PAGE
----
Employees who claim they were disciplined more severely than other employees have to compare themselves to similarly situated workers outside their protected class. They can’t claim someone in their same class got better treatment.
Recent case: George, who is black, was fired from his custodial job at a school after a white teacher reported her cellphone had disappeared from her classroom. The school district had surveillance tapes of the hallway and identified George and another black custodian as the only two other than the teacher who had entered the classroom during the day.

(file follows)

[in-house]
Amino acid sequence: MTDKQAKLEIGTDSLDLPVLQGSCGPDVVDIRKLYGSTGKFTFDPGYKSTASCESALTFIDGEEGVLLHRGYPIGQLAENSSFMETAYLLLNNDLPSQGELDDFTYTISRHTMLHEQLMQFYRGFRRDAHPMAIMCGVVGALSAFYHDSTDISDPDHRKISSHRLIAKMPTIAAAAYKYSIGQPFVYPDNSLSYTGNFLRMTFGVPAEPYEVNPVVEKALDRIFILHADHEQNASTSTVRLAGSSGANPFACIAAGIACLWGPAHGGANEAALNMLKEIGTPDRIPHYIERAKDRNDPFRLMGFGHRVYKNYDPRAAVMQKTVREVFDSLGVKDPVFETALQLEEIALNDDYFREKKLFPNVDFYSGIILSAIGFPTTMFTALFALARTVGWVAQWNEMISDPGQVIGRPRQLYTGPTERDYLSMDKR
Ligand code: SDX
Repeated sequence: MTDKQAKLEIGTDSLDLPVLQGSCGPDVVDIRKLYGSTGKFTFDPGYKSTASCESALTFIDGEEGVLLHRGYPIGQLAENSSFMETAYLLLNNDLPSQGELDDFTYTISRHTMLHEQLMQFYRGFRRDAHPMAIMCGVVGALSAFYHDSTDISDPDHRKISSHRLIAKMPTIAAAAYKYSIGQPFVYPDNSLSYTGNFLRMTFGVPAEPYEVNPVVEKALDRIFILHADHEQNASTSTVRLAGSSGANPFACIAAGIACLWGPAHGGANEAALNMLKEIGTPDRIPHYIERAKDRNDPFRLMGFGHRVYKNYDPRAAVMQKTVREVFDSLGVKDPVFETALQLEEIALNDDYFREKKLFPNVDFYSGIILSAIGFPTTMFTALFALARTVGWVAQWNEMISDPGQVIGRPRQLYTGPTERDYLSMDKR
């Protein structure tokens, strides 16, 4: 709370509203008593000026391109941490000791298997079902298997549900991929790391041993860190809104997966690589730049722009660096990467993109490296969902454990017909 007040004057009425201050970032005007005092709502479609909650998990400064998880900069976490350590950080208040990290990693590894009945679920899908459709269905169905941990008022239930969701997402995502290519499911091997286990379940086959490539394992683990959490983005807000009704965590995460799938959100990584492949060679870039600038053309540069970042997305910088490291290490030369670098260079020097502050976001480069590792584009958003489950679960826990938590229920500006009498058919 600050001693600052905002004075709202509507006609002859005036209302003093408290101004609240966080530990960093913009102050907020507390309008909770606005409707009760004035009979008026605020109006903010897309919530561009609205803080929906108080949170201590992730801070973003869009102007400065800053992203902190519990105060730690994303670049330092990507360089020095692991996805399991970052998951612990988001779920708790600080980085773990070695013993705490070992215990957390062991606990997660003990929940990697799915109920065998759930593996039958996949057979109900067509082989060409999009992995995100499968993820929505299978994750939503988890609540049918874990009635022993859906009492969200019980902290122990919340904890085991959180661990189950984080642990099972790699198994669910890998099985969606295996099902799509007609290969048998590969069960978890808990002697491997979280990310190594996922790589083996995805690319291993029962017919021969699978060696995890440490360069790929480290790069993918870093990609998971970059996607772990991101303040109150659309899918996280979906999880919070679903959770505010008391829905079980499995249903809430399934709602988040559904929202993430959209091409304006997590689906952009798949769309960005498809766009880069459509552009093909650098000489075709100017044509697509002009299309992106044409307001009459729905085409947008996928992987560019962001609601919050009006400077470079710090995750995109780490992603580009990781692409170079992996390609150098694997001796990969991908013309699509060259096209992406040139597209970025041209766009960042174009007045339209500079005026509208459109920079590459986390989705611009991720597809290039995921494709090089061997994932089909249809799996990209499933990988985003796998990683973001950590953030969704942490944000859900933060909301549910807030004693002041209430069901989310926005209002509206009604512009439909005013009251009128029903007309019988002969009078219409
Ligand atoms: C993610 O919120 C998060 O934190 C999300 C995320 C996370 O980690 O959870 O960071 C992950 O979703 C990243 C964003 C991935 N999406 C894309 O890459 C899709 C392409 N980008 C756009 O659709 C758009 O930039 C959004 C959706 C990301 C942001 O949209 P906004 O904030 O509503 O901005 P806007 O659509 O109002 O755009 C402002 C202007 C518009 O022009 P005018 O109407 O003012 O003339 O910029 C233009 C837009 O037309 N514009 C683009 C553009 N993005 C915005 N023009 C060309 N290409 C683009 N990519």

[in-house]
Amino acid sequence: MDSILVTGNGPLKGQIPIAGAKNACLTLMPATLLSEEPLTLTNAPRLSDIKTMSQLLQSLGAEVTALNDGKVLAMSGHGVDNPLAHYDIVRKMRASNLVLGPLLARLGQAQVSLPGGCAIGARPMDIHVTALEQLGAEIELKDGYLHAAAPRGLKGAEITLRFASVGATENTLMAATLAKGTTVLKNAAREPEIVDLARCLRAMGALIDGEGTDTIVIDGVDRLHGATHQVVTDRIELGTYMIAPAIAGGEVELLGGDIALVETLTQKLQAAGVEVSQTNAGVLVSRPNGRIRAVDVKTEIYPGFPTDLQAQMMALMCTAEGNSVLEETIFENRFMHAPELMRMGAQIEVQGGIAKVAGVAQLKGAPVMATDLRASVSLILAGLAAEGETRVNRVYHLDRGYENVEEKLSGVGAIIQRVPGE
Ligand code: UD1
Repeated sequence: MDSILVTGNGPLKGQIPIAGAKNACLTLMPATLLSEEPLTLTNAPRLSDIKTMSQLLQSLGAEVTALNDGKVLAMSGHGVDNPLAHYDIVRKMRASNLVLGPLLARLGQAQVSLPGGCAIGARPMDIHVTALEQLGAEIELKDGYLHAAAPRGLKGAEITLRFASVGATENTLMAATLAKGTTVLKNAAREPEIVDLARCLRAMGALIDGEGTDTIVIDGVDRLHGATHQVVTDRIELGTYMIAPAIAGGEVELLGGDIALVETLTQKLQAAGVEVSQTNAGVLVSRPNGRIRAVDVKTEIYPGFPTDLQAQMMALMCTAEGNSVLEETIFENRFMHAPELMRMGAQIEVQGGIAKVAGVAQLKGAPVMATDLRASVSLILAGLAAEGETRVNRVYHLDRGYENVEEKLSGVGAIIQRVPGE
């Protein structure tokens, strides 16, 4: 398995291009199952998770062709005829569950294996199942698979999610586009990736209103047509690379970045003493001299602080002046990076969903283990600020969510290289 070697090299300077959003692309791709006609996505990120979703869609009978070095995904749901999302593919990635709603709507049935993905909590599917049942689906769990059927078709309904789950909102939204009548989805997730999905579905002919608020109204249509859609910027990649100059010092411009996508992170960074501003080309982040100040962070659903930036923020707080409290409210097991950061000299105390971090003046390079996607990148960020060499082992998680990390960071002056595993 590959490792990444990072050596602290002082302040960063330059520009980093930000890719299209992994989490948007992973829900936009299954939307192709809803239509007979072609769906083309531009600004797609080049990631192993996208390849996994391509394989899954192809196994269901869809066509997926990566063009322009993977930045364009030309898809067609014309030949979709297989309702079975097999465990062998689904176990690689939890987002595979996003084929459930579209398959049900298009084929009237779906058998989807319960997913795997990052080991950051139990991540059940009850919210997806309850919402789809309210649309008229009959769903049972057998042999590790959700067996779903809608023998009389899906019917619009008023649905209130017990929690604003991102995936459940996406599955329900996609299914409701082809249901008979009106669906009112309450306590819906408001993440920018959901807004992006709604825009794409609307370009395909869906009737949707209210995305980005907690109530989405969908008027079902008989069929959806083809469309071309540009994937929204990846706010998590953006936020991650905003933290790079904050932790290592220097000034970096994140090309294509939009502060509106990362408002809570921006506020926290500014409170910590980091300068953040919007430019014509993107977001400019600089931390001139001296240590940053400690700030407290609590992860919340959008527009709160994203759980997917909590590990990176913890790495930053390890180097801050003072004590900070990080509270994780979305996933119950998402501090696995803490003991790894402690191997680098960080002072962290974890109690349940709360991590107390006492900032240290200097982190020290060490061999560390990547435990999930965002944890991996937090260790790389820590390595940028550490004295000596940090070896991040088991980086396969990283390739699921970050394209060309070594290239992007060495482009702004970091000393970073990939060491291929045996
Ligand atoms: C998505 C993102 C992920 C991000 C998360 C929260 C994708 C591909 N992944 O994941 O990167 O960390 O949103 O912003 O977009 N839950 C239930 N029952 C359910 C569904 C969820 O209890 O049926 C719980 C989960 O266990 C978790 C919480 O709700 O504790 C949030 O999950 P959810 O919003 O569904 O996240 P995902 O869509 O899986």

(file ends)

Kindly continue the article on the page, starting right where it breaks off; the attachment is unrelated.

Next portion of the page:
George sued, alleging he was treated more severely than the other black employee. That didn’t matter, the court ruled; he had to show a nonblack employee was treated more leniently. (Edwards v. Senatobia, No. 13-60405, 5th Cir., 2013)
- How to Fire an Employee the Legal Way: 6 Termination Guidelines
- Well-meaning assistance won't always mean you view worker as 'disabled'
- Beware sudden scrutiny after employee voices bias concerns
- Set harassment policies employees can understand and follow
- No federal gay-Bias law, but take note of state, Local rules